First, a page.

Soleil Toujours is Changing the Face of Sunscreen

Anyone who has even dipped their well-pedicured toes into the skincare scene knows one thing: prevention is better than correction. All the Botox in the world won’t compete with the healthy glow of a diligently protected face. But for all its proven effectiveness and dermatologist recommendations, it’s just not glamorous to slather on regular old sunscreen every morning. Beauty junkies will dish out for top-of-the line toners, cleansers, highlighters and foundations, but when it comes to sunscreen, the options are far and few between.

Valerie McMurray spotted this gap in the industry and saw an opportunity to create a brand that blurred the lines between sunscreen, skincare, and beauty. Her pioneering line of luxury, nontoxic sun protection, Soleil Toujours, is inspired by the epitome of a glamorous cult classic. “My mom, she always had a bottle of Bain de Soleil. It was this sexy aspirational sunscreen. But it was full of junk! And there was nothing new on the market that had that allure. There was no elegant, clean sunscreen,” McMurray remembers.

McMurray was no stranger to the industry when she launched Soleil Toujours. Her line of upscale beach caftans had been sold at exclusive international resorts for a few years and garnered a reputation for being the beachside accessory. She had her finger so precisely on the pulse of the luxury vacationer market that boutique owners began imploring her to expand into sunscreen, as well. “One of them, in Barbados, called me and said, ‘I have the duchess coming and Gwyneth Paltrow and I have nothing I feel comfortable giving them,’” McMurray recalls. “At the time, there was California Baby. It was chalky, white, and thick. I thought — you know, I’m not going to do plain old sunscreen. That doesn’t interest me. I want to change the face of sunscreen; not only from an aesthetic perspective, but in terms of the formulation.” She recognized there were key elements in the over $500 billion beauty industry that were desperately lacking in the barely $2 billion sun care market—namely, a focus on aesthetic and experience. She knew that in order to make a splash, she would need to take a beauty-inspired approach to her brand, starting with the name. “It means Sun Always, and it has this exotic, Saint-Tropez feeling to it. And I felt I needed to do something radically different with packaging, so we went with black. It was just all an entirely new concept for the industry,” McMurray explains.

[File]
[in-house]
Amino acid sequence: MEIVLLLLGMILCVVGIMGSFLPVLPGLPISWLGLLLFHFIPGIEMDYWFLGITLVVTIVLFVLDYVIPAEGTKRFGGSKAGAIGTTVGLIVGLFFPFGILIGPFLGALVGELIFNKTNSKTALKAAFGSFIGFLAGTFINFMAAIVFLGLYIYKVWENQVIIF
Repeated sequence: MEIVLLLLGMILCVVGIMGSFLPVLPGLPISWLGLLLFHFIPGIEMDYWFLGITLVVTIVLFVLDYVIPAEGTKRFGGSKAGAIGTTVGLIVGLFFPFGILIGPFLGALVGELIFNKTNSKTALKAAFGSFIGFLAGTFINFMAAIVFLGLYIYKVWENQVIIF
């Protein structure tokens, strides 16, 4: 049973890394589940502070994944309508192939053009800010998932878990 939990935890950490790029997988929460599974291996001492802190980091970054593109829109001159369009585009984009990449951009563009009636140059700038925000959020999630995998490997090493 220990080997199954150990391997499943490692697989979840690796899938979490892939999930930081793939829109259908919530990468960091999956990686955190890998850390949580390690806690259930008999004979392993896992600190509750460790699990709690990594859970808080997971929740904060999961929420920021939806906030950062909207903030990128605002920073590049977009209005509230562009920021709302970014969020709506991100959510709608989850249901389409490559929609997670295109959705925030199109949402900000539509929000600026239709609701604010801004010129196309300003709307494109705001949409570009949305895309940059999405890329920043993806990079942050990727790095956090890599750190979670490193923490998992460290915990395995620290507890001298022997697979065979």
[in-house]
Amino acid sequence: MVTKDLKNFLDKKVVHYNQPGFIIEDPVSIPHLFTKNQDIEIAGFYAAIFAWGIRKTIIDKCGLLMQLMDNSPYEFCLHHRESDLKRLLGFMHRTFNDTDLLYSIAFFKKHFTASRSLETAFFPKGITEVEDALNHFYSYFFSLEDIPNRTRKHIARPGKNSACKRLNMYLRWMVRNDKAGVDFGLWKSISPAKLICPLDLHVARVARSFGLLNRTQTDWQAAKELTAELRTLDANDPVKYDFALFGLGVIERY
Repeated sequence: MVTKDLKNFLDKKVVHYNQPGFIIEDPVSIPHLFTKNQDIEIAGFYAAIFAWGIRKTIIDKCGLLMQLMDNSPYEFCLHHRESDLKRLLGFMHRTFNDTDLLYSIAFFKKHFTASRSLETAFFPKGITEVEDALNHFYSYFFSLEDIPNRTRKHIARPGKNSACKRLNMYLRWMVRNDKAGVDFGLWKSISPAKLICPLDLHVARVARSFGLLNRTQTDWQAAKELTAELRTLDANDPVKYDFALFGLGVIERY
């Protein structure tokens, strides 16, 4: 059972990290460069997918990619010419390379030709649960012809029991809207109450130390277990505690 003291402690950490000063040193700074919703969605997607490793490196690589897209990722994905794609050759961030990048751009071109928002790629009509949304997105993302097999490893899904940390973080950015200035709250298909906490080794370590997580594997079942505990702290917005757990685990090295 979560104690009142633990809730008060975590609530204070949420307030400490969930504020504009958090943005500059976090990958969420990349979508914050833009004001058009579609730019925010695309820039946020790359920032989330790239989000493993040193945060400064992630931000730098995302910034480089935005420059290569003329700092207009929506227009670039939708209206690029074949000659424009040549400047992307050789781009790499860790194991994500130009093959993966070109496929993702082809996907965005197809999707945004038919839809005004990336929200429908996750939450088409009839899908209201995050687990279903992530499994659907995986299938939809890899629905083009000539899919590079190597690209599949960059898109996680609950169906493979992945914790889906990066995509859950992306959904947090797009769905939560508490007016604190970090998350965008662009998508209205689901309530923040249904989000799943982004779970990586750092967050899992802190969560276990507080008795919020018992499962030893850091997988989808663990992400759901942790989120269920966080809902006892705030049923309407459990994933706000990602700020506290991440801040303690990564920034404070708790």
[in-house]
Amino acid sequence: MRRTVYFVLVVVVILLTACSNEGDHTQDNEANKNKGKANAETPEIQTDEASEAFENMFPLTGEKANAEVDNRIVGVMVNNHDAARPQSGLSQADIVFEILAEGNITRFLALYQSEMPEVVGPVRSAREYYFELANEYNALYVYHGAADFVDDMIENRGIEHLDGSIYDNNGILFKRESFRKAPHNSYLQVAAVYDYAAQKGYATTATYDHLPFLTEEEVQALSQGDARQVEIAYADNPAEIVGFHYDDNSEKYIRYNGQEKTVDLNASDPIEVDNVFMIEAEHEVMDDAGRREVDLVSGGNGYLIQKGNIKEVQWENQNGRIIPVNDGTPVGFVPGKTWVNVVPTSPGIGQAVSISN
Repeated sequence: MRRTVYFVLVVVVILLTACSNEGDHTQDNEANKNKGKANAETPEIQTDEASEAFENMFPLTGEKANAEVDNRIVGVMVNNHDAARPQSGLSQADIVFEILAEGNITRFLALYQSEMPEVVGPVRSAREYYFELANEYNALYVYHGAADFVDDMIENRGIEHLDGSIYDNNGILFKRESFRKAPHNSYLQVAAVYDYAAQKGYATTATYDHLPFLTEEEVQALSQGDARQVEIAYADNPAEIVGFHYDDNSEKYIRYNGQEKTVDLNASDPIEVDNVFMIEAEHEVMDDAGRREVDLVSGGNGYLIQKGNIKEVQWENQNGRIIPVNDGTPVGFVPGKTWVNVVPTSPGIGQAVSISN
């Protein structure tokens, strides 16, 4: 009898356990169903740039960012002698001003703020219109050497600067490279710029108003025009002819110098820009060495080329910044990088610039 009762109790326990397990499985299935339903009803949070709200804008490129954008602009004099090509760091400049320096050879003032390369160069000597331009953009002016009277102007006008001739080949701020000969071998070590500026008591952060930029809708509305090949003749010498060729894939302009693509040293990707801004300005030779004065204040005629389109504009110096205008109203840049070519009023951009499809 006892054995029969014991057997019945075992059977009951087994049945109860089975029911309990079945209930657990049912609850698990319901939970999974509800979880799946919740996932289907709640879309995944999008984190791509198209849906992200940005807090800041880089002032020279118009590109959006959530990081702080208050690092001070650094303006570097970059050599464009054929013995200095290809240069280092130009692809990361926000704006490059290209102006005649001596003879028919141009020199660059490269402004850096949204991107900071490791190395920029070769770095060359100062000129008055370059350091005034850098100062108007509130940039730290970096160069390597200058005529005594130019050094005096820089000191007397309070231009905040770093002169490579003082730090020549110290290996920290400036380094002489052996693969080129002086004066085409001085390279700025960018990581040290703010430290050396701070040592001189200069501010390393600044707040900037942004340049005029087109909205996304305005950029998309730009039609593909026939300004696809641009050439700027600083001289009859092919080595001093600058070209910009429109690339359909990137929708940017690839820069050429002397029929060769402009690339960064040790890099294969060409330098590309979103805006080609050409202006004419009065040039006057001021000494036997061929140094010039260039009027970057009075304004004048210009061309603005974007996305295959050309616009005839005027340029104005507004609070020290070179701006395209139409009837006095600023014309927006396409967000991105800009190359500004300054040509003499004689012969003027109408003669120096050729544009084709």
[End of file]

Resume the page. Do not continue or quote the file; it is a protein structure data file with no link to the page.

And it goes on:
McMurray was also pregnant at the time, which had tuned her into the dangers of chemicals in beauty products. She was adamant that her sunscreen brand would be both haute and harmless. “My goal was, and is, to really make sunscreen daily. In order to do that, we have to have amazing ingredients. Our formulas are really combining skincare and sun care, incorporating advanced anti-aging ingredients, peptides, ceramides, antioxidants. You think about how huge the skincare market is, but if you don’t wear sunscreen every day—why bother?” As the beauty industry becomes increasingly conscious, big brands have started to jump on the Clean Beauty bandwagon—but Soleil Toujours was always blazing that trail. “Where I do see sunscreen changing overall is in the ingredients,” McMurray says. “Hawaii recently passed a law banning a few toxic ingredients that we’ve never even used in our formula. Other brands are being forced to relaunch or rebrand, but we’ve been clean from the start.”

Soleil Toujours offers refined sun care that fits naturally into the ritual of cleansing, serums, creams, and oils many women partake in on a daily basis. It isn’t skincare with SPF, or sunscreen with a few moisturizing elements tossed in—it’s defined an entirely new category of beauty-first sun care. “The other sunscreens out there are either pure-play sunscreen,” McMurray explains, “or tinted here, SPF there—they’re not really beauty-first.” And when your sunscreen feels just as luxurious as your Creme de la Mer, it’s not difficult to create a daily habit.

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